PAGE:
Stuart Blanch, Baron Blanch bigraphy, stories - Archbishop of York

Stuart Blanch, Baron Blanch : biography

2 February 1918 - 3 June 1994

Stuart Yarworth Blanch, Baron Blanch, PC (2 February 1918 – 3 June 1994) was an Anglican priest, bishop and archbishop. Little interested in religion in his youth, he became a committed Christian at the age of 31, while serving in the Royal Air Force during the Second World War.

He was ordained as a priest in 1949, and spent three years as a curate and five years as a vicar in and around Oxford where he had studied for the priesthood. He was vice principal of Wycliffe Hall, Oxford from 1957 to 1960, the founding head of Rochester Theological College from 1960 to 1966, Bishop of Liverpool from 1966 to 1975, and Archbishop of York from 1975 to 1983.

Blanch was evangelical in outlook, but gained the trust of high church Anglicans, and also of Roman Catholics and nonconformists. He was well known as a lecturer and published ten books, most of them scholarly and theological.

Life and career

Early years

Blanch was born at Viney Hill Farm, Blakeney, Gloucestershire in the Forest of Dean, the youngest of three sons of a farmer, William Edwin Blanch, and his wife, Elizabeth, née Yarworth.Williams, R H L. , Oxford Dictionary of National Biography, Oxford University Press, 2004, accessed 17 May 2012 William Blanch was killed in a shooting accident in 1923 and his widow and youngest child moved to London, where the two older sons were already living.Christmas, Linda. "Stuart Yarworth Blanch, 55, Archbishop of York", The Guardian, 15 December 1977, p. 11 Blanch attended Alleyn's School, Dulwich, winning a scholarship after the first year. His mother could not afford to pay for him to go to a university, and after leaving school at the age of 18 he started work. He would have preferred to become a journalist, but found that "journalism in particular was hard to get into without contacts." He gained employment in the office of the Law Fire Insurance Society Ltd in Chancery Lane at a salary of £90 a year. He said later, "The job taught me a great deal, not just about administration – how to write letters and so on – but how to deal with people from all walks of life."

On the outbreak of the Second World War Blanch enlisted in the Royal Air Force. He was on guard duty at Christmas at the RAF depot in Heaton Park (not, he later said, "a prospect to quicken the pulse or engender much seasonal cheer"),, The Times, 4 June 1994, p. 19 and for lack of anything else to read he read the New Testament thoroughly for the first time in his life, and his hitherto mild adherence to Christianity was turned into firm evangelical faith. "This strange book spoke, its words glowed on the page, and I knew that from that moment my life was bound up for better or worse with the Man who is described there."Blanch, quoted in the Times obituary.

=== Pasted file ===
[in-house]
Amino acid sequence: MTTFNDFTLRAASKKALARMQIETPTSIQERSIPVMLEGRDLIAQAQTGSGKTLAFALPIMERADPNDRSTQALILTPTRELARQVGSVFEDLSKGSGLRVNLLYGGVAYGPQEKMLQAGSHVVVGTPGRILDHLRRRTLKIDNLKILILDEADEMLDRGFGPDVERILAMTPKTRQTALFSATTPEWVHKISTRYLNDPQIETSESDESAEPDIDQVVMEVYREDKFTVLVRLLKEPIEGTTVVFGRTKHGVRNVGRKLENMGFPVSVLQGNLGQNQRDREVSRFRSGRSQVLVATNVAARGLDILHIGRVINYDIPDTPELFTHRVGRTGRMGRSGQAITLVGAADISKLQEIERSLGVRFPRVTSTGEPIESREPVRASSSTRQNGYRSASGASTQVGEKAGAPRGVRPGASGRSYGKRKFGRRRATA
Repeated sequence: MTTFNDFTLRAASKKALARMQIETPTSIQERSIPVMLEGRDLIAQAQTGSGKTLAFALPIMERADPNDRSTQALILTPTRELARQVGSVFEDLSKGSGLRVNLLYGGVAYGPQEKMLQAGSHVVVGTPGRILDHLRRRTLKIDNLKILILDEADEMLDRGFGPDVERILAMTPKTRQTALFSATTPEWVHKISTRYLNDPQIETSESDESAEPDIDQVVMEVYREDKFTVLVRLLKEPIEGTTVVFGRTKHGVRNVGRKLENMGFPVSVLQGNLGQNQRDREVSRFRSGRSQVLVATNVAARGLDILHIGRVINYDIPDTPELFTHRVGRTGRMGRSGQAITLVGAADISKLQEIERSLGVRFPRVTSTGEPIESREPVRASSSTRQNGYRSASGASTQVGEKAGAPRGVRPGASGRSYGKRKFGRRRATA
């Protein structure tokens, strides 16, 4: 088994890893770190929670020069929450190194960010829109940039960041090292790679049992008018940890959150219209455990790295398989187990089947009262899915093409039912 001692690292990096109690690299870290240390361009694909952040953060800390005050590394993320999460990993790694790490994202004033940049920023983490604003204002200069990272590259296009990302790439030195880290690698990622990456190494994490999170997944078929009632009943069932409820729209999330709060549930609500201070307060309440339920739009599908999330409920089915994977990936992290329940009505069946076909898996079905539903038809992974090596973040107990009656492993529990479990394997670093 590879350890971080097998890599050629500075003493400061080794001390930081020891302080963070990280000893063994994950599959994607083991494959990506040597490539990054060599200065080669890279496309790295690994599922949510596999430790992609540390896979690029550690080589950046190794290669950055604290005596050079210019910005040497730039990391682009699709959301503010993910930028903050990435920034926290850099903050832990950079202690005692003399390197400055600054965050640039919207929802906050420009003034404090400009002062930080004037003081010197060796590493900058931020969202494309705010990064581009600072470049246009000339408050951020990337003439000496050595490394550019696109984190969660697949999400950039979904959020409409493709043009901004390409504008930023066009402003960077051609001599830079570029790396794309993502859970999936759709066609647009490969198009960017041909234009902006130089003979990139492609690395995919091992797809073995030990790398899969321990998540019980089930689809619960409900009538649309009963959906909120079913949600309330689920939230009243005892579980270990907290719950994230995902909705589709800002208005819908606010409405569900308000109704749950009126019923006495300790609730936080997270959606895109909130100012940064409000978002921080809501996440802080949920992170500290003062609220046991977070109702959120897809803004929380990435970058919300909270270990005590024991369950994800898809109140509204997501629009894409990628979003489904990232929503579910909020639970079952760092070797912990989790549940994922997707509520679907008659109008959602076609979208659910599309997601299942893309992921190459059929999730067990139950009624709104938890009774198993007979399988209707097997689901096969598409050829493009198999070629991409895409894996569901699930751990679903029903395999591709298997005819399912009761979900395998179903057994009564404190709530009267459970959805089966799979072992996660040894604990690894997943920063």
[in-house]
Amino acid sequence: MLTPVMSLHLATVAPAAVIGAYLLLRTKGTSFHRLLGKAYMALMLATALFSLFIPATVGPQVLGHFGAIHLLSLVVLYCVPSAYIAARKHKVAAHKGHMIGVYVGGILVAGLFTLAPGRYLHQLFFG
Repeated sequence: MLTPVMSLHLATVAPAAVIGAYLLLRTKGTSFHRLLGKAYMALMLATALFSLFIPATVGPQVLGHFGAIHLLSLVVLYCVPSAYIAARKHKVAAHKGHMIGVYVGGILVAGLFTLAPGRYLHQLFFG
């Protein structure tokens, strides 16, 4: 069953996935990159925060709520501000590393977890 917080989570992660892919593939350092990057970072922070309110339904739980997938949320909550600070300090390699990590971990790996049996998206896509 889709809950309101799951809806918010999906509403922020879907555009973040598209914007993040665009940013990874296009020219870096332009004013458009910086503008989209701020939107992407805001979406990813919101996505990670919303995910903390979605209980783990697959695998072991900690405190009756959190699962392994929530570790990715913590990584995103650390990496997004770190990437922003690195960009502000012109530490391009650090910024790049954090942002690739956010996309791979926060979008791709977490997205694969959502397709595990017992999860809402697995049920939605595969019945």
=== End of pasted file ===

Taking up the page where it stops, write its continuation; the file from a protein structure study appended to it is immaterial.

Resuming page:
In the RAF he served as a corporal in the force's police, and then volunteered for aircrew duties. After training as a navigator, he was commissioned as a flight lieutenant. He flew reconnaissance missions over Burma from Calcutta. During this period he became an Anglican lay reader and sought ordination as a priest. In 1943 he married Brenda Gertrude Coyte. His biographer R H L Williams writes, "Their years of wartime separation were bridged by a remarkable correspondence in which they explored their faith together."


On demobilisation Blanch was accepted for ordination training at Wycliffe Hall, Oxford. His ability impressed the principal, Canon J P Thornton-Duesbery, who arranged for him to be matriculated at St Catherine's Society. He obtained a first class degree in theology in 1948, and was ordained priest in 1949., Who Was Who, A & C Black, 1920–2008, online edition, Oxford University Press, December 2007, accessed 17 May 2012 After three years as a curate in the Oxford parish of Highfield, he was appointed vicar of Eynsham a few miles out of the city. He remained there for five years, building up a small congregation into a large one, described by The Times as "thoroughly committed to Christian outreach." He formed close ties with the local Roman Catholic, Baptist, and Methodist churches. This was Blanch's only experience as a parish priest.Say, David. , The Independent, 7 June 1994 While he was at Eynsham three of the Blanches' five children were born, all daughters. He was a part-time lecturer during this period, and his lectures on the New Testament led to an invitation to return to Wycliffe Hall as tutor and vice-principal to F J Taylor, who had succeeded Thornton-Duesbery as principal. Blanch took up the appointment in 1957

Living octopus

Living octopus

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